Deleting Cookies in Safari 6.0 with Selenium WebDriver

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One of the many useful features of Selenium WebDriver is that it can act as a wrapper for several different browser drivers. This means (in theory, at least) that if you restrict yourself to calling methods exposed by the WebDriver API, you can reuse the same code to drive automated tests in any of the browsers WebDriver supports.

In practice, however, this is not always the case. There can be subtle differences in how WebDriver’s methods are implemented for each browser. In some cases, certain browsers may not support a given method at all.

One example is deleting cookies. In Ruby, we can tell WebDriver to delete all cookies for the current domain via a call to

page.driver.browser.manage.delete_all_cookies

This executes WebDriver’s browser-specific implementation of the delete_all_cookies method, which for most browsers works as expected.

For Safari, a message is passed to the SafariDriver telling it to execute its own cookie deletion method. In OSX, SafariDriver does this by deleting the ~/Library/Cookies/Cookies.binarycookies file where the cookie data is stored.

Unfortunately, as of Safari 6.0, cookie data is also stored in active memory by the cookied process. If cookied notices that Cookies.binarycookies is missing, it simply recreates the file from memory — … Continue reading

Random Assumptions can make an A– Part 1

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Overview

Sometimes its good to take an in-depth look at the mistakes we make. This is an examination of an issue we were addressing, and how a couple of assumptions we made, introduced a new and devious bug.

It ain’t pretty but looking back is how we get better. And hopefully you can read this and learn something without making the same mistake.

We split this into two posts. The first post covers the original problem we encountered and our attempt to solve it. The second post will cover the bug we introduced, and our final resolution.

Background on Multivariate Testing

We here at Intent Media believe in testing and data. We have a whole system dedicated to test the effectiveness of our ads, the Multivariate Test System. This system allows us to test multiple attributes of our ads at the same time. It’s used throughout our system and has proven to be a very effective tool to maximize our effectiveness.

For example, let’s say we decide to test a new design, Design Awesome, against our current design, Design Sweet with a 50/50 split. We also want to test a new Ad Copy, “Look at me!”, vs “I am … Continue reading

Introducing Dashboard.js

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Screenshot

At Intent Media, we have a pretty glorious amount of data coming in from our partner sites, and we needed a way to visualize all of that data, in real-time, so that we could detect and recover from issues quickly and discover patterns that aren’t apparent using alerts alone. We already had this data available, but it involved logging in to a service and navigating to many different pages, which is very different from having it always immediately available on a screen somewhere in the office, where anybody walking by might notice something interesting going on.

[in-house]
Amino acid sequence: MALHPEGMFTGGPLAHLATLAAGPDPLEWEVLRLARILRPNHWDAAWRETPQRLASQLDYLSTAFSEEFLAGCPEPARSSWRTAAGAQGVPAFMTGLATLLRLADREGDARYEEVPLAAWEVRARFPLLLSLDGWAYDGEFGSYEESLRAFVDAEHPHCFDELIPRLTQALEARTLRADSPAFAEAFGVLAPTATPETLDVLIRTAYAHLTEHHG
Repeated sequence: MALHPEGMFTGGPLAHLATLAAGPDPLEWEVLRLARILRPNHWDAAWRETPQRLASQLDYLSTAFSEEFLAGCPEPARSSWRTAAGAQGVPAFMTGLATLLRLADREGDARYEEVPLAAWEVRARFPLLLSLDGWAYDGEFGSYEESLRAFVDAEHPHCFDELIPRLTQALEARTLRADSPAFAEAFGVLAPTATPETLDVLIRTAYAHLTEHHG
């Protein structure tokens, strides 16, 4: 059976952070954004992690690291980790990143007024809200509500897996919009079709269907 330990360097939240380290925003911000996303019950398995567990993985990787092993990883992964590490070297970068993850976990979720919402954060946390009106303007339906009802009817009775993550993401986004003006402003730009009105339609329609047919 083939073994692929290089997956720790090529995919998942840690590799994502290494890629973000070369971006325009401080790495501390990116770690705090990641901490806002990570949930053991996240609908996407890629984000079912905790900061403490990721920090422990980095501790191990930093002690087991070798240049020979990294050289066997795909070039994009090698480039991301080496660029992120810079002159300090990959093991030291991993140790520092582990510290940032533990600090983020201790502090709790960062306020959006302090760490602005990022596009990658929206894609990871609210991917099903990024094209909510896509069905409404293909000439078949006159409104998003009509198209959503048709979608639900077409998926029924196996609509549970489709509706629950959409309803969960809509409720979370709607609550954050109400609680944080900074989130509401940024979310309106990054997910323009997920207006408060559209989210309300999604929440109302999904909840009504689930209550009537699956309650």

We originally tried using Dashing, which is nice for displaying many simple data points on one page – but we wanted to display complicated data on many pages, leveraging the full power of d3.js. So we wrote Dashboard.js. We’re using this to display dozens of charts that are specific to our company (build monitors, code coverage, and interactive area charts detailing revenue, interactions, extranet performance to name a few) but released an open-source version that includes a couple basic example services that hopefully demonstrate what’s possible.

The source code is available at http://github.com/intentmedia/dashboard.js – we’d love to continue to improve it and get … Continue reading

RAID0 and stripe sizes

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This will hopefully be the first in a series of posts that relate to a recent project we undertook – improving our build cycle from over 1 and 1/2 hours to 30 minutes.

The project touched the full vertical build stack – hardware and hardware virtualization, CI configuration and software. Every improvement in every slice of this vertical contributed to a speed increase of some kind.

Today, the topic is RAID0 and disk stripe size… Why? The answer is simple, your hardware could be a speed bottle neck.

Let’s start off with a couple of definitions:

Q. What is RAID0?

A. “RAID 0 offers striping with no parity or mirroring. Striping means data is “split” evenly across two or more disks. For example, in a two-disk RAID 0 set up, the first, third, fifth (and so on) blocks of data would be written to the first hard disk and the second, fourth, sixth (and so on) blocks would be written to the second hard disk. RAID 0 offers very fast write times because the data is split and written to several disks in parallel. Reads are also very fast in RAID 0. In ideal scenarios, the transfer speed of the Continue reading

Vowpal Wabbit on Elastic MapReduce

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Overview

Vowpal Wabbit is a fast machine learning package from John Langford’s group at Microsoft and Yahoo. It can be run in parallel on a cluster, allowing for implementation of e.g. the algorithms outlined in Zinkevich et al.

  • An overview of using VW on a cluster (not EMR-specific) is here
  • A good tutorial introduction to VW in general is here

The following are some notes about setting up VW to run on an EMR cluster.

Install AWS Ruby Command Line Tools

The first step is to download and install the EMR ruby client, setting it up so that one can launch and monitor jobs from the command line.

Create Bootstrap Script